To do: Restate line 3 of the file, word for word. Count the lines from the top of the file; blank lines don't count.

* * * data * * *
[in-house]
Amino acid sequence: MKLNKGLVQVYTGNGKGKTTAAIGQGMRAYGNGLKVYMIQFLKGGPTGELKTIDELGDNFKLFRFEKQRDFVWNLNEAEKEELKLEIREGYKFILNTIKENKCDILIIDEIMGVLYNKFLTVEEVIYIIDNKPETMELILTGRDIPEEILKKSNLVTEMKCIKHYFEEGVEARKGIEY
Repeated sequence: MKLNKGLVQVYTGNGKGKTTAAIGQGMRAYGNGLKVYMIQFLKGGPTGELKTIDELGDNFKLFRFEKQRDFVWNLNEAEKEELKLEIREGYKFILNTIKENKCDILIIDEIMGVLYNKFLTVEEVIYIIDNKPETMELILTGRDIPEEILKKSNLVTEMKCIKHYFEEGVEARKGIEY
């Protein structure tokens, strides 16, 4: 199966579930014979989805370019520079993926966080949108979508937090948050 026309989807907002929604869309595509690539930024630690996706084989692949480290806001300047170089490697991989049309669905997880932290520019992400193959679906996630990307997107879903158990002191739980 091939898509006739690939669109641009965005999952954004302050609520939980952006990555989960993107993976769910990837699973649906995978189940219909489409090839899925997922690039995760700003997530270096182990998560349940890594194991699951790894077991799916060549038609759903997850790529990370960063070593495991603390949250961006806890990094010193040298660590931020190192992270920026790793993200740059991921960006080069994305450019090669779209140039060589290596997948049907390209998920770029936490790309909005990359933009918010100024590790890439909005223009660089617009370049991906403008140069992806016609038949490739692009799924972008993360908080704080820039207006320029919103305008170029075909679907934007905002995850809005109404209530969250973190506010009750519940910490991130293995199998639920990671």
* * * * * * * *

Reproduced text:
Repeated sequence: MKLNKGLVQVYTGNGKGKTTAAIGQGMRAYGNGLKVYMIQFLKGGPTGELKTIDELGDNFKLFRFEKQRDFVWNLNEAEKEELKLEIREGYKFILNTIKENKCDILIIDEIMGVLYNKFLTVEEVIYIIDNKPETMELILTGRDIPEEILKKSNLVTEMKCIKHYFEEGVEARKGIEY